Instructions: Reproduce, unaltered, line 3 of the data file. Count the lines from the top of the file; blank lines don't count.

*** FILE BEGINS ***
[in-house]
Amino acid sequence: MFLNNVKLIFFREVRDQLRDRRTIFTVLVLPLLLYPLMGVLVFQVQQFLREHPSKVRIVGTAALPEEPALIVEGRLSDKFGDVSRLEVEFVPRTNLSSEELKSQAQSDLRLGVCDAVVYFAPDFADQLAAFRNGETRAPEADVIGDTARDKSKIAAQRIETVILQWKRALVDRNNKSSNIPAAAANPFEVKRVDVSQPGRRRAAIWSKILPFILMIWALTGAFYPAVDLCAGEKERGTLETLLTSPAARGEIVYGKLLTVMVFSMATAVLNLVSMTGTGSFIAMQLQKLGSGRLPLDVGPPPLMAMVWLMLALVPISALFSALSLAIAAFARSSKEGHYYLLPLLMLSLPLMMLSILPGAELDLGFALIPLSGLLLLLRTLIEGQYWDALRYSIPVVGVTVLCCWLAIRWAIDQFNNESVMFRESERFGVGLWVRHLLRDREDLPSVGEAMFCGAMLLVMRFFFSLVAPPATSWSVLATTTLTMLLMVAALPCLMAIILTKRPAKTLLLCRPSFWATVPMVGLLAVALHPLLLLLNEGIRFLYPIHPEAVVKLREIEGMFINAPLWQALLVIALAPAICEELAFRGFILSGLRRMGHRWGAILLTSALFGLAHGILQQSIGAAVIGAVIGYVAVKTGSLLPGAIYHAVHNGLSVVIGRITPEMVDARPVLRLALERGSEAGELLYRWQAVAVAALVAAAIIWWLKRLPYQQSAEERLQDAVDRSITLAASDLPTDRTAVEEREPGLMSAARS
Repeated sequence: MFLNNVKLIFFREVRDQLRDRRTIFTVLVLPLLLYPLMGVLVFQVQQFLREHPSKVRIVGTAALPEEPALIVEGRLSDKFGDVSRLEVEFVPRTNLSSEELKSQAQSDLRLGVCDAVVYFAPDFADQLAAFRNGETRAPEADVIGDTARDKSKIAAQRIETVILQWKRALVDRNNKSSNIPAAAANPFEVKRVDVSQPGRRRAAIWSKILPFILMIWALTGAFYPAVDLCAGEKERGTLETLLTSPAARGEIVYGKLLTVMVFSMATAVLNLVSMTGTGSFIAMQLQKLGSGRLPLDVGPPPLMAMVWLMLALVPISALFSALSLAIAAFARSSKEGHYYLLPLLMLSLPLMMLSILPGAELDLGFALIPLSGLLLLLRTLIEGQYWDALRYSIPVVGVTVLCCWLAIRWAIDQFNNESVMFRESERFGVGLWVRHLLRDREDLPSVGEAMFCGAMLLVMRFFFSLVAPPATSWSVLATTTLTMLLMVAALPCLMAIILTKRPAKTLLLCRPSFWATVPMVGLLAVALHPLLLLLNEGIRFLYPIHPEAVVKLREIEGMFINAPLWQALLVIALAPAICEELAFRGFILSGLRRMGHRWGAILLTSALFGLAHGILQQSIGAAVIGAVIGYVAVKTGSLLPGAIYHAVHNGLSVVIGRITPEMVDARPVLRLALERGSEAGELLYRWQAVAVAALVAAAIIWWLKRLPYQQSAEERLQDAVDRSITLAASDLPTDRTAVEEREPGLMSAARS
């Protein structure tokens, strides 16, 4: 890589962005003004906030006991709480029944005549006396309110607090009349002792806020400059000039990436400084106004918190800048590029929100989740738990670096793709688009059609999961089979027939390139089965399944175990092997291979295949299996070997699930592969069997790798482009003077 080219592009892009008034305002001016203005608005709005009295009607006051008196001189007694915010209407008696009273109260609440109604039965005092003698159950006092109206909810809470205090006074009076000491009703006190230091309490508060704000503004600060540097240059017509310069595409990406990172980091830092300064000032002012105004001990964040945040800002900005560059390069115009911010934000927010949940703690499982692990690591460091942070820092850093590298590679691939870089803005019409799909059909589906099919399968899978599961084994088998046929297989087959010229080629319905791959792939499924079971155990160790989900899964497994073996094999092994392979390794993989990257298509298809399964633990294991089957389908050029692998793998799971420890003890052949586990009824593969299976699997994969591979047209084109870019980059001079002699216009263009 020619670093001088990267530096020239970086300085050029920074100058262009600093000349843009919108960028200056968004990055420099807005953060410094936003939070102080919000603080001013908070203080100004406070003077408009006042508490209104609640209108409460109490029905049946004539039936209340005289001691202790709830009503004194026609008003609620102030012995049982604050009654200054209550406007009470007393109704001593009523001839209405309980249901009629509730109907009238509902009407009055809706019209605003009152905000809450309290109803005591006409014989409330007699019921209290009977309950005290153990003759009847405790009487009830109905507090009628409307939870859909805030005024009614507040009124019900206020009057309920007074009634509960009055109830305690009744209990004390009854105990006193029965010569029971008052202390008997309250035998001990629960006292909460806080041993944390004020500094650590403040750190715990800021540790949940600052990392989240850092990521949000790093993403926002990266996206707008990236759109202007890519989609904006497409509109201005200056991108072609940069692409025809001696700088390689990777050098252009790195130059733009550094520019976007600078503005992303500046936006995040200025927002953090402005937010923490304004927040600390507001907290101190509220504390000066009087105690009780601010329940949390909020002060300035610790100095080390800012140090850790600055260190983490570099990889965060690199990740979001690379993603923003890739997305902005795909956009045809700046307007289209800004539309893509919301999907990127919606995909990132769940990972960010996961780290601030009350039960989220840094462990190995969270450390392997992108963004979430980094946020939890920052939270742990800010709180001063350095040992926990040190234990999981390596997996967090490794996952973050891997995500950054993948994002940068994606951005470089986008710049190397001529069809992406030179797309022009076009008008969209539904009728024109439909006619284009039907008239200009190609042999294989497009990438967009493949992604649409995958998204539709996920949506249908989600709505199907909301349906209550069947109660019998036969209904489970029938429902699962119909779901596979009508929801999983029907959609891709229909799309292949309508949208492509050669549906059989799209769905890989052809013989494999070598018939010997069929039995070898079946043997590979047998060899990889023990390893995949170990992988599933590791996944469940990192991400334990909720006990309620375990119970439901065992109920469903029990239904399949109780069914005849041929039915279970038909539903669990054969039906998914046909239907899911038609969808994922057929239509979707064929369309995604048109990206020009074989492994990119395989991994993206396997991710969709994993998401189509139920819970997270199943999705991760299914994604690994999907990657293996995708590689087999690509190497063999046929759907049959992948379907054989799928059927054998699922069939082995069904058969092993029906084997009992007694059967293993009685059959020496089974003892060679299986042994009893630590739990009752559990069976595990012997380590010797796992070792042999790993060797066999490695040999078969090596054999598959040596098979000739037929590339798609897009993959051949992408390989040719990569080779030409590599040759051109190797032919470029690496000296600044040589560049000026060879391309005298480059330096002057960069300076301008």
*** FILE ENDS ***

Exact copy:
Repeated sequence: MFLNNVKLIFFREVRDQLRDRRTIFTVLVLPLLLYPLMGVLVFQVQQFLREHPSKVRIVGTAALPEEPALIVEGRLSDKFGDVSRLEVEFVPRTNLSSEELKSQAQSDLRLGVCDAVVYFAPDFADQLAAFRNGETRAPEADVIGDTARDKSKIAAQRIETVILQWKRALVDRNNKSSNIPAAAANPFEVKRVDVSQPGRRRAAIWSKILPFILMIWALTGAFYPAVDLCAGEKERGTLETLLTSPAARGEIVYGKLLTVMVFSMATAVLNLVSMTGTGSFIAMQLQKLGSGRLPLDVGPPPLMAMVWLMLALVPISALFSALSLAIAAFARSSKEGHYYLLPLLMLSLPLMMLSILPGAELDLGFALIPLSGLLLLLRTLIEGQYWDALRYSIPVVGVTVLCCWLAIRWAIDQFNNESVMFRESERFGVGLWVRHLLRDREDLPSVGEAMFCGAMLLVMRFFFSLVAPPATSWSVLATTTLTMLLMVAALPCLMAIILTKRPAKTLLLCRPSFWATVPMVGLLAVALHPLLLLLNEGIRFLYPIHPEAVVKLREIEGMFINAPLWQALLVIALAPAICEELAFRGFILSGLRRMGHRWGAILLTSALFGLAHGILQQSIGAAVIGAVIGYVAVKTGSLLPGAIYHAVHNGLSVVIGRITPEMVDARPVLRLALERGSEAGELLYRWQAVAVAALVAAAIIWWLKRLPYQQSAEERLQDAVDRSITLAASDLPTDRTAVEEREPGLMSAARS